It’s difficult to imagine that the most disturbing films would fail to catch up with their makers at some point. Indeed, these works of oppressively bleak terror eat away at the minds of those who dare dance with them long enough for something substantial to come of it, and some artists never return one hundred percent in-tact. One such case is Warcin Wrona, the up-and-coming Polish director who took his own life in a hotel room at the age of 42 following the premiere of his latest endeavor, DEMON, in September of 2015.
Why is it productive to take note of this tragedy? Well, for starters, its influence unquestionably hangs over the finished product at large; it is, after all, a tale of the supernatural taking place over a single unconventional wedding night, dealing directly with the consequences of digging up old ancestral bones (literally and figuratively), as if it were an exorcism for all of the filmmaker’s fellow countrymen. This may strike some as being a considerable stretch, but the film in question defies conventional categorization. Uninterested in being merely a work of exceptional social consciousness and empathy, or simply an above average genre picture, it’s an exhilarating roller coaster ride to say the least, and its most deep-seeded anxieties rest just beneath the surface.
The titular entity, to be even more specific, is identified as a dybbuk, born of Jewish lore. The wandering soul takes hold of the body of Piotr, a groom arranged to marry his sweetheart in their homeland after years spent working in the United Kingdom, over the course of their reception; which, to be fair, was far from the norm to begin with, what with the alcoholic doctors and morally ambiguous best friends who appear to be harboring nasty secrets.
The atmosphere of this particular party is one drenched in vodka, heredity, and hallucination. Dragged under the earth by something unseen on the evening prior to the big day, the groom-to-be returns the following morning not entirely sure of himself, but it’s not until the night rages on that he begins to exhibit odd, unexplainable symptoms (initially passed off as epilepsy and/or the results of having taken hard drugs, based on his erratic convulsions on the dancefloor). Itay Tiran, in a committed and intensely physical performance that should rightfully garner a great deal of attention, initially plays Piotr as the fool, but the grace in which the performance slips into feigned innocence and alienation is nothing short of impeccable.
Furthermore, the unlikely and unassuming hero’s descent into detachment is so exquisitely realized. Pawel Flis’ cinematography seeps through to the deepest recesses of the mind, and has the tendency to soar with genuine magnificence, especially in the earlier scenes at the reception, much like the work of another madcap Polish director (Andrzej Zulawski, responsible for such glorious spectacles as 1981’s POSSESSION and 1988’s ON THE SILVER GLOBE). The more desolate the dusty basement, the wetter the ground as a result of pouring rain, and the more thoroughly occupied the barn, the deeper the creeping phantasm’s presence is felt.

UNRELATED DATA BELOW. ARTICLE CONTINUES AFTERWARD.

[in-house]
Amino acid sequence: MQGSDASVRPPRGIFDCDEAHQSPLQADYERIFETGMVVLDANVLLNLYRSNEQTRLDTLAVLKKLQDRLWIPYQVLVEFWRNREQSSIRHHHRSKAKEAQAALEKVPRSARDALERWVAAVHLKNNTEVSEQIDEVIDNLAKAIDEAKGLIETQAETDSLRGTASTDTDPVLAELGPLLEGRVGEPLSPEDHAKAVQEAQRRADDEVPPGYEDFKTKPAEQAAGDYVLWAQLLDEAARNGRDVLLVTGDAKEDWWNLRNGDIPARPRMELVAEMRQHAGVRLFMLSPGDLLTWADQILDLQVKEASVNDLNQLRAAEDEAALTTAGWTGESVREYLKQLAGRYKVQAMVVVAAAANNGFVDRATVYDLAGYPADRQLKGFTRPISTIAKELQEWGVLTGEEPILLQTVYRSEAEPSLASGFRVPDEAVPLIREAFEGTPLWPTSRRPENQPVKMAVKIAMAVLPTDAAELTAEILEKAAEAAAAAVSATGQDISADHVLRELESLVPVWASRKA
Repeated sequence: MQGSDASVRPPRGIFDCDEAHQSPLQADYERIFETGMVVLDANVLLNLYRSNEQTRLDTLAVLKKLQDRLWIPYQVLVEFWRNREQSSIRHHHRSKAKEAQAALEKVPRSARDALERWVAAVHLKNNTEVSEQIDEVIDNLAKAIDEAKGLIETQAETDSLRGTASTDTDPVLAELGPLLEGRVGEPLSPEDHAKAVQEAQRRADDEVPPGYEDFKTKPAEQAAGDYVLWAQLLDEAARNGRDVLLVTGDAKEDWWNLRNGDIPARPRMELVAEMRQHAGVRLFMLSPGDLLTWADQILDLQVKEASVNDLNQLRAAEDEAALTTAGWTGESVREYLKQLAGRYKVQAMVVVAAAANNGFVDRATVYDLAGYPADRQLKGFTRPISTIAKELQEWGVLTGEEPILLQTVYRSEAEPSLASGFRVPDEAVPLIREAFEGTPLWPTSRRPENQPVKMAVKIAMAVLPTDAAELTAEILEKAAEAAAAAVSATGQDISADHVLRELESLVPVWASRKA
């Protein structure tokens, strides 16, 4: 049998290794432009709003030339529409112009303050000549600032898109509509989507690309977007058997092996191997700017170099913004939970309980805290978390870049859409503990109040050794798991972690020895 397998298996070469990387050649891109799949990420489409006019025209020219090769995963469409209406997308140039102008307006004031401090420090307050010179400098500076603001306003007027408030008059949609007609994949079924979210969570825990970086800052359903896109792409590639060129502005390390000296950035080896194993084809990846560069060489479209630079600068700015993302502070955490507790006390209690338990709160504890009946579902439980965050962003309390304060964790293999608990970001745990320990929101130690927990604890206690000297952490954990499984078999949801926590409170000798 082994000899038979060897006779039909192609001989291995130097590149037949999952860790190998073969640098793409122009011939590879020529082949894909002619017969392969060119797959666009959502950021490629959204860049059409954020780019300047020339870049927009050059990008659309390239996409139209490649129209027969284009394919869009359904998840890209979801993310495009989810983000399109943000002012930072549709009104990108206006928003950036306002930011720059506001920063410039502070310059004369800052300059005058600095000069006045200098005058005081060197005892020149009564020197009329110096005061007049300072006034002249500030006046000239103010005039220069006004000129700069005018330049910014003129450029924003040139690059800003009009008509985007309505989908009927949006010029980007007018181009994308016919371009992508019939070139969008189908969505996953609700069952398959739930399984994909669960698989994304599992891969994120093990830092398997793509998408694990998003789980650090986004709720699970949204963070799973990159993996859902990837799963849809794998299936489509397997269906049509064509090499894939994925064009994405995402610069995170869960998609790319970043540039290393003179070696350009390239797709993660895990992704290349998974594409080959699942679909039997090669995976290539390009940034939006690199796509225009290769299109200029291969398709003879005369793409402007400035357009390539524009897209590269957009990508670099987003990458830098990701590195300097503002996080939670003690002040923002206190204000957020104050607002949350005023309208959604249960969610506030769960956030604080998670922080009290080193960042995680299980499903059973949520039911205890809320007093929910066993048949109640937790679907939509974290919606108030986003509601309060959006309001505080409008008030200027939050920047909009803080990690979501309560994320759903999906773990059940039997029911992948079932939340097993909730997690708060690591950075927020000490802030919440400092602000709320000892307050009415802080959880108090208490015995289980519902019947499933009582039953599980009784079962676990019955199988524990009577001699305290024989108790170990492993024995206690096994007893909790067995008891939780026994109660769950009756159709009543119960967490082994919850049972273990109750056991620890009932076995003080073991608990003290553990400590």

Wrona doesn’t appear to be terribly interested in delivering the all-or-nothing fright-fest that his overseas audience might anticipate; which is their loss, really. He exercises impressive restraint here, tempted less by the prospect of building up to individually striking moments than he is by conjuring some terrifyingly obscure force to pervade every frame of his meticulously constructed swan song. The subtly unnerving score, courtesy of Marcin Makuc and Krzysztof Penderecki, only improves the film’s lingering influence; overall, the tone at play here is an unusually ballsy one, but Wrona orchestrates it masterfully, breaking it down when he must and seamlessly channeling all varieties of strange energies.
It’s mostly pretty grim stuff, so much as to make the moments of dark humor all the more invasive upon first impressions. DEMON is something special, something more consistently disturbing than the standard possession pic, because it faces the darkest implications of the void with genuine ferocity. Those very implications seem to say a great deal about Poland’s complicated relationship with its fascist past, that which the elders would prefer to sweep under the rug, as they always have. Like the dybbuk to the bridegroom, guilt eats at them from the inside out, until it simply cannot be ignored.
There are few clear – read: easy – answers to a few of Wrona’s more decidedly universal questions, but in the ingeniously cold and collected home stretch of his final film, his point is made perfectly clear. The spirit may be gone, it may have vanished from sight, but in truth it will never leave this place or these people. It’s hardly the most optimistic outlook, but it’s an admirable one. After all, how often is it that a horror film truly hangs its audience out to dry in such elegant fashion? It’s not the mark of laziness, or unnecessary ambiguity; instead, it signifies the work of an artist who is utterly fearless, more than capable of backing his merciless nihilism with moments of quieter intimacy, and whose career was unfortunately cut short before it could flourish to the fullest. One can only hope that he would understand the magnitude of his creation, how utterly entrancing it is, and how it is almost single-handedly able to zap new life into a sub-genre that has been dried up for some time.